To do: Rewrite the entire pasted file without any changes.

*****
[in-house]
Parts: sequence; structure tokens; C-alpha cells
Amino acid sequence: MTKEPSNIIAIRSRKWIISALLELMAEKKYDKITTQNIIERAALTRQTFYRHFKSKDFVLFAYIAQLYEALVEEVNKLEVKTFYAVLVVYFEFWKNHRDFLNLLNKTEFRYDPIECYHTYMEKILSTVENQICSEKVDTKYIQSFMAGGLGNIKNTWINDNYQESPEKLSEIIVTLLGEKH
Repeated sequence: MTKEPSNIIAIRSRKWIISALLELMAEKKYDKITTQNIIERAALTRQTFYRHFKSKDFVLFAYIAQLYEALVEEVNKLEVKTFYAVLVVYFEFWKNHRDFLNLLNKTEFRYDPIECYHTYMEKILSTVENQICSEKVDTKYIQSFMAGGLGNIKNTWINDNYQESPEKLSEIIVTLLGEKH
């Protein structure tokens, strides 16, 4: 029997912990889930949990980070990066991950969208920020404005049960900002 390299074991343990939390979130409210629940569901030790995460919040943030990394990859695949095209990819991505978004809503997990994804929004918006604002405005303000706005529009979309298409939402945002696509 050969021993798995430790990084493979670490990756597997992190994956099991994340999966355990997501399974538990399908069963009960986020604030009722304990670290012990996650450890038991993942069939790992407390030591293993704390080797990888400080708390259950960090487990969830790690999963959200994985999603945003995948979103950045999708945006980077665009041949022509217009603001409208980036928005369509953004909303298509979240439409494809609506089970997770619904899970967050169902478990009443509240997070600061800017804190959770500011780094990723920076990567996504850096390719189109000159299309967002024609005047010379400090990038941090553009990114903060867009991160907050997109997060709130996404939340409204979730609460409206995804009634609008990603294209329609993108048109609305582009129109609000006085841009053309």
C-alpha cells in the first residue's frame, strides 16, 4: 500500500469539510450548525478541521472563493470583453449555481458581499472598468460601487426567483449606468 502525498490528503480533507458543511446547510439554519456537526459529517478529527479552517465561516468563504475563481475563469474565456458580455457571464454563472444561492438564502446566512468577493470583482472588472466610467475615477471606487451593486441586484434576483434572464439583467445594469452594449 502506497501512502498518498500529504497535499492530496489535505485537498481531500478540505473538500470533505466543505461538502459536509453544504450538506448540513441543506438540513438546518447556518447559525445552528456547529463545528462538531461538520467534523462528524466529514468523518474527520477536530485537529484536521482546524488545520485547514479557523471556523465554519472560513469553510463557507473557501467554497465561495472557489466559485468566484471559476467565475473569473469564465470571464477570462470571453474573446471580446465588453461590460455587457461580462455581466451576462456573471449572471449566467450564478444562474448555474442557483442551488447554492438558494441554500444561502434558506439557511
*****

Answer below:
[in-house]
Parts: sequence; structure tokens; C-alpha cells
Amino acid sequence: MTKEPSNIIAIRSRKWIISALLELMAEKKYDKITTQNIIERAALTRQTFYRHFKSKDFVLFAYIAQLYEALVEEVNKLEVKTFYAVLVVYFEFWKNHRDFLNLLNKTEFRYDPIECYHTYMEKILSTVENQICSEKVDTKYIQSFMAGGLGNIKNTWINDNYQESPEKLSEIIVTLLGEKH
Repeated sequence: MTKEPSNIIAIRSRKWIISALLELMAEKKYDKITTQNIIERAALTRQTFYRHFKSKDFVLFAYIAQLYEALVEEVNKLEVKTFYAVLVVYFEFWKNHRDFLNLLNKTEFRYDPIECYHTYMEKILSTVENQICSEKVDTKYIQSFMAGGLGNIKNTWINDNYQESPEKLSEIIVTLLGEKH
């Protein structure tokens, strides 16, 4: 029997912990889930949990980070990066991950969208920020404005049960900002 390299074991343990939390979130409210629940569901030790995460919040943030990394990859695949095209990819991505978004809503997990994804929004918006604002405005303000706005529009979309298409939402945002696509 050969021993798995430790990084493979670490990756597997992190994956099991994340999966355990997501399974538990399908069963009960986020604030009722304990670290012990996650450890038991993942069939790992407390030591293993704390080797990888400080708390259950960090487990969830790690999963959200994985999603945003995948979103950045999708945006980077665009041949022509217009603001409208980036928005369509953004909303298509979240439409494809609506089970997770619904899970967050169902478990009443509240997070600061800017804190959770500011780094990723920076990567996504850096390719189109000159299309967002024609005047010379400090990038941090553009990114903060867009991160907050997109997060709130996404939340409204979730609460409206995804009634609008990603294209329609993108048109609305582009129109609000006085841009053309």
C-alpha cells in the first residue's frame, strides 16, 4: 500500500469539510450548525478541521472563493470583453449555481458581499472598468460601487426567483449606468 502525498490528503480533507458543511446547510439554519456537526459529517478529527479552517465561516468563504475563481475563469474565456458580455457571464454563472444561492438564502446566512468577493470583482472588472466610467475615477471606487451593486441586484434576483434572464439583467445594469452594449 502506497501512502498518498500529504497535499492530496489535505485537498481531500478540505473538500470533505466543505461538502459536509453544504450538506448540513441543506438540513438546518447556518447559525445552528456547529463545528462538531461538520467534523462528524466529514468523518474527520477536530485537529484536521482546524488545520485547514479557523471556523465554519472560513469553510463557507473557501467554497465561495472557489466559485468566484471559476467565475473569473469564465470571464477570462470571453474573446471580446465588453461590460455587457461580462455581466451576462456573471449572471449566467450564478444562474448555474442557483442551488447554492438558494441554500444561502434558506439557511